At the India-Africa Forum Summit, New Delhi, hosted by India in April 2008 and attended by the heads of state of 14 countries and representatives from the African Union (AU), two agreements were adopted. These were the Delhi Declaration and the Africa-India Framework for Co-operation. Both agreements offer a direction to Indo-African relations in the coming years, and provide a framework for the establishment of a new-type, long-term and stable partnership of equality and mutual benefit between India and Africa, as well as a blueprint for India-Africa co-operation in political, economic, social development and other fields in future. The Summit marked the culmination of India’s renewed focus on Africa. It was spurred largely by India’s desire to change the world’s perception of it - away from being a recipient to being a donor - in order to boost its global-political position. The Framework for Co-operation lists several areas (and sub-areas) for co-operation such as economic co-operation, political co-operation, science, technology and research, social development, tourism, and infrastructure, and energy and environment. It lists a number of focus areas therein, for instance, agriculture, trade, regional integration, peace and security, ICT, and culture.
Certainly India’s attractiveness as an alternative development partner in Africa has been widely noted. The strength of India’s relations with African countries and the source of much of its soft power are derived from more than just its recent growth in trade and investment. Throughout its history of co-operation with African nations, India has emphasized that it has “given what it could” in terms of financial aid and technical support and it continues to do so even as its ability to promote relations through economic incentives - primarily trade, tourism, and investment - has grown. India has actively pursued capacity building and a development agenda in Africa.
India has also taken an active interest in the debt relief of certain highly indebted African countries. It is also using military aid and promoting softer ties with the African countries with increased emphasis on education, science, culture, health and social aspects to cement its relationship with these countries. These relationship building measures have been quite successful and also had major spillover effects on India’s investment scenario as well.
One of the defining features of India’s policy towards Africa is the introduction of the Focus Africa Program. Foreign policy observers often attribute this program and also its growing engagement in Africa and other parts of the world, to its use of “soft power” - diplomacy, foreign assistance, trade, and investment, and the view of India as a vast, potential market. Moreover, India’s interest in obtaining supplies of energy and raw materials is the driving force behind its growing involvement in the economic expansion of African countries. At present, about a quarter of India’s crude oil imports are being sourced from Africa. Increased access to Africa’s oil resources was profitably negotiated with the aforementioned countries for India’s state owned enterprises for exploration rights and stakes in offshore blocks. Two way trades also impressively rose.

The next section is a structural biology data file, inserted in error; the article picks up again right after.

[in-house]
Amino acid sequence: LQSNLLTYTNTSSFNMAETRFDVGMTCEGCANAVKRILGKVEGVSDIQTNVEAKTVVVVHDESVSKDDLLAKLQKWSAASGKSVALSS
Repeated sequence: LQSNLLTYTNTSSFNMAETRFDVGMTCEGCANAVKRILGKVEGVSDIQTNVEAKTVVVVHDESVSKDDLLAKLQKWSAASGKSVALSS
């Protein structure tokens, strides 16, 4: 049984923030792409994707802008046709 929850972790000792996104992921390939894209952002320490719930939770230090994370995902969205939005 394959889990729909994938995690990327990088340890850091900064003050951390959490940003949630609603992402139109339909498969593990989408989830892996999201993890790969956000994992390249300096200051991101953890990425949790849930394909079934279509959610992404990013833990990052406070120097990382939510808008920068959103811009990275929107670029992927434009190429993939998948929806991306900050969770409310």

Trade encourages investment. Africa accounted for 16% of India’s FDI and there are significant Indian private sector investments in various African countries. Traditionally, Indian investments in Africa have been small to medium scale. But lately it has been observed that there is a growing interest of Indian MNCs in the African countries. Although most of the FDIs are in oil and gas sector, a large proportion of Indian FDI has also gone into the infrastructure, engineering, chemicals, services, banking and finance and IT and telecommunication sector in Africa. Indian pharmaceutical companies were also able to make major inroads in Africa.
Moreover, the Indian diaspora plays a very significant role in promoting India-Africa relations . In East and Southern Africa, the large Indian diaspora, whose members have business ties with India and a good knowledge of Africa, has played a significant role in attracting new investments from India to the African continent. This is especially true, given that India is flush with foreign currency reserves, and the government has lifted regulations and controls, to allow firms to go abroad.
Against this backdrop, Centre for African Studies, University of Mumbai jointly with African Studies Association of India would like to organize an international seminar on India- Africa Enduring Partnership: Emerging Areas of Co-operation between India and the African Countries, on March 2nd and 3rd in Mumbai. The international seminar aims to facilitate a better understanding of the scope of co-operation in the emerging sectors of mutual interest.
The proposed seminar will therefore focus on the following sub-themes, though it will not necessarily be confined to them:
1. Issues Involved in India- Africa Economic and Political Relations in the post cold war period
2. Capacity Building Activities between India and the African countries.
3. The scope of cooperation on the emerging sectors of the areas of mutual interests between India and African countries like— Energy, Agro-based Industry, Pharmaceutical Industry and health care, Tourism, ICT, Education, Water resources, Science and Technology.
4. Indian Diaspora as a factor in India- Africa Relations.